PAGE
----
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52 gram waist belt
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Daryl and Daryl
(lyrad1) - MLife

Locale: Pacific Northwest, USA, Earth
52 gram waist belt on 11/01/2012 13:26:53 MDT Print View

Here's my latest waist belt for use on my frame pack. It weighs 52 grams.

here

here

here

Notes:
(1) Most of the components are well tested but this particular combo has not been tested. We'll see.
(2) Body is made of heavy duty leno mesh with adhesive backed insignia cloth around the edges and on the back sides where the hardward is connected.
(3) End caps fit the bottoms of Skyshark 400 carbon fiber wrapped spars that form the inverted U shaped pack frame.

If you look at the last photo you will see a faint white line. That's the shape I want for the belt. It is easier to work with rectangles, however, so I just assume that shape but leave the extra fabric. Edging a rectangle, for example, is much easier than edging curves.

Daryl and Daryl
(lyrad1) - MLife

Locale: Pacific Northwest, USA, Earth
Replaced 8-12 ounce belt on 11/02/2012 08:04:20 MDT Print View

I forgot to add that this belt replaces the padded belts that I used for decades. Those belts weighed 6-12 ounces each.

This new belt feels as good as the older padded ones (to me) and I sweat less under it than with the old padded belts.

Samuel C. Farrington
(scfhome) - M

Locale: Chocorua NH, USA
52 gram waist belt on 11/02/2012 19:21:40 MDT Print View

52 grams! There you go again Daryl.
Am curious. Have you ever thought about connecting the belt to the pack more towards the belt's center, so it can swivel a little with your hips? Just wondering.

Daryl and Daryl
(lyrad1) - MLife

Locale: Pacific Northwest, USA, Earth
Re: 52 gram waist belt on 11/02/2012 19:50:17 MDT Print View

Samuel,

I've fooled around a little with a central connection to the belt. Nothing turned out well enough to write home about. I even bought a pack with a vertical spar (flat aluminum)that ran down the center of the bag and connected to the center of the belt. Didn't like it at all and gave it away. If for no other reason I don't like hard things (carbon fiber, aluminum, fiberglass, etc.) riding anywhere near my spine. Just seems too risky to me.

The belt on my pack connects directly to the bottom of the inverted U pack frame spars, not directly to the the pack bag itself. So I'm constrained by the position of the parallel vertical pack frame spars which are 12" apart.

My loosey goosey carbon fiber frame already seems to walk with me (swivel) as I walk anyway.

Just about everything on my backpack design is working well for me(gee it only took 15 years) so I'm primarily motivated to work on weight reduction while preserving the current level of functioning. Backpacks are mysterious creatures. Change one thing and you may have changed everything. Some of my experiments have gone so badly that the pack didn't even feel good on the way out of the woods when it was at its lightest.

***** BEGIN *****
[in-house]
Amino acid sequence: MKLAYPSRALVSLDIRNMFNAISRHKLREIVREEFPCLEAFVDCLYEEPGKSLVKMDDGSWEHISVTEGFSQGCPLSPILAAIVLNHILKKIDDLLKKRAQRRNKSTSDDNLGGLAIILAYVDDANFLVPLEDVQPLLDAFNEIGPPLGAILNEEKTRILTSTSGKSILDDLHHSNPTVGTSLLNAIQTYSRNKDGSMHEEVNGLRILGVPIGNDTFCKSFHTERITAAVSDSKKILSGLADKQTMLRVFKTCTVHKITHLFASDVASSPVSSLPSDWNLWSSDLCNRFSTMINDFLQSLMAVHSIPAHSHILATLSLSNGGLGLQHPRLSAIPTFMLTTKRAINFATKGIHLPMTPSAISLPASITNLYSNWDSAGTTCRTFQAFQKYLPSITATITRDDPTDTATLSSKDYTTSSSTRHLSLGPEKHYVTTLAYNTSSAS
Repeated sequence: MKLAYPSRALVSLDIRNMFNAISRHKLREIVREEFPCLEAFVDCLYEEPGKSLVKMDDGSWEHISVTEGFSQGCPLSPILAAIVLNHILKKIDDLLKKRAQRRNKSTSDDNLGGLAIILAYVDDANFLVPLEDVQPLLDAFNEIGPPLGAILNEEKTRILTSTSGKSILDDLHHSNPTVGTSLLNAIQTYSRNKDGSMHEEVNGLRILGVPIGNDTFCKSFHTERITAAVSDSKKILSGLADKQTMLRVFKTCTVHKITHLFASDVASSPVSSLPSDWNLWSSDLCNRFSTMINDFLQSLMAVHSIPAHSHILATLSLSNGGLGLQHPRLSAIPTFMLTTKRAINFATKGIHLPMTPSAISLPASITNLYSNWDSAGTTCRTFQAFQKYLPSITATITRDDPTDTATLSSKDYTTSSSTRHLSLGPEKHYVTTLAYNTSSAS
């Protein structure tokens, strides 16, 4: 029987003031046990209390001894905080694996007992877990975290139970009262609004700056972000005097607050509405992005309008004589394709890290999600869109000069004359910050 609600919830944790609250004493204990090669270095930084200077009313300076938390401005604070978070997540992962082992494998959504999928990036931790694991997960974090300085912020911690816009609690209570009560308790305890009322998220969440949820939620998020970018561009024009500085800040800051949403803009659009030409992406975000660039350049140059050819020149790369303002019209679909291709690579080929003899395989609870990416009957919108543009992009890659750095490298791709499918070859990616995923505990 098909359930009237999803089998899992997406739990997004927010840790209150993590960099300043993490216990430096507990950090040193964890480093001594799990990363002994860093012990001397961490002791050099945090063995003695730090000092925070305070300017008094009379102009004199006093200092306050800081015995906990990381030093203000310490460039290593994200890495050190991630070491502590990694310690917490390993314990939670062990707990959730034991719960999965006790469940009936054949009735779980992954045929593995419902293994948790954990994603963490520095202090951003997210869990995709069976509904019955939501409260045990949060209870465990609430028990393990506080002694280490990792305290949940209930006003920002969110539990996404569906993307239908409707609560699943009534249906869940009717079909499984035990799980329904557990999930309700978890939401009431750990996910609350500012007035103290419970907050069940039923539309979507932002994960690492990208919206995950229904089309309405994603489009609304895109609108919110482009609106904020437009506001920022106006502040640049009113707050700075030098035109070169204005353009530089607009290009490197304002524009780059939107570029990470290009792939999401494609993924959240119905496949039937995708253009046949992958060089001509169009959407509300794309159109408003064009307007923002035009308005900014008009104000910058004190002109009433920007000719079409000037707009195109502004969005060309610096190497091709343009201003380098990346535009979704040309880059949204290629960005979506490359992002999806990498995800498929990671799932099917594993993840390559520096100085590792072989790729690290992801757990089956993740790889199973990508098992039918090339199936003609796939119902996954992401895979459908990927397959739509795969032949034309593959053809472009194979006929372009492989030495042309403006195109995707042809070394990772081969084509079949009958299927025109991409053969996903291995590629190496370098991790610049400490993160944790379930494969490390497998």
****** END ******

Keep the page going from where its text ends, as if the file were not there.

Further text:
Daryl

Edited by lyrad1 on 11/05/2012 20:28:05 MST.

Samuel C. Farrington
(scfhome) - M

Locale: Chocorua NH, USA
waist belt attachment on 11/05/2012 19:35:39 MST Print View

Thanks, Daryl, for your reply.

Agree, as to having anything hard near the spine. That's part of what drove me to suspended mesh backband packs.

And if you have found something that is comfy and works, especially at such light weight, you make a strong case for not fixing what's not broke.

Daryl and Daryl
(lyrad1) - MLife

Locale: Pacific Northwest, USA, Earth
Re: 52 gram waist belt on 11/15/2012 12:51:32 MST Print View

My therapist suggested I show some of the the waist belts that preceded the one shown in this thread. Here's a group of about 20. I've done multiple trial and error experiments with most of them. (two photos):

here

here




Those of you who have a few myog projects under your belt can probably relate to this. For those of you just starting...be warned. As another poster said "it is a slippery slope to madness".



On the positive side the belt in this thread is as comfortable as any of them shown here (for me) and it weighs less than 2 ounces. Some of the ones shown weigh 12 ounces or more. So there is a pay off.....sometimes

Samuel C. Farrington
(scfhome) - M

Locale: Chocorua NH, USA
waist belts on 11/15/2012 17:38:02 MST Print View

Daryl,
A few years ago, Osprey made removable belts that were contoured and could be heat molded to individual shapes. They can still be found in some of the shops.

I used to ragpick the shops for contoured belts with mesh on the inside, so that when a pack project came up, there would be good choices available.

Here's a pic of one of them on a prototype that didn't quite make the cut:

w-belt

(Please excuse the clutter - too many projects going on at once.)

Can't remember where I picked this on up. But like it for the mesh on the inside, the contour shape, the horizontal seam that encourages the belt to contour over the hipbone crest, and the recessed middle that prevents anything from coming into direct contact with the base of the spinal cord.

Avid MYOGers may notice that the belt is upside down on the pack! When correctly installed, it would form a nice conical shape over the hips.

Daryl and Daryl
(lyrad1) - MLife

Locale: Pacific Northwest, USA, Earth
Re: waist belts on 11/15/2012 19:55:14 MST Print View

Samuel,

"could be heat molded to individual shapes"

Nice feature. I also liked the recessed area near the spine.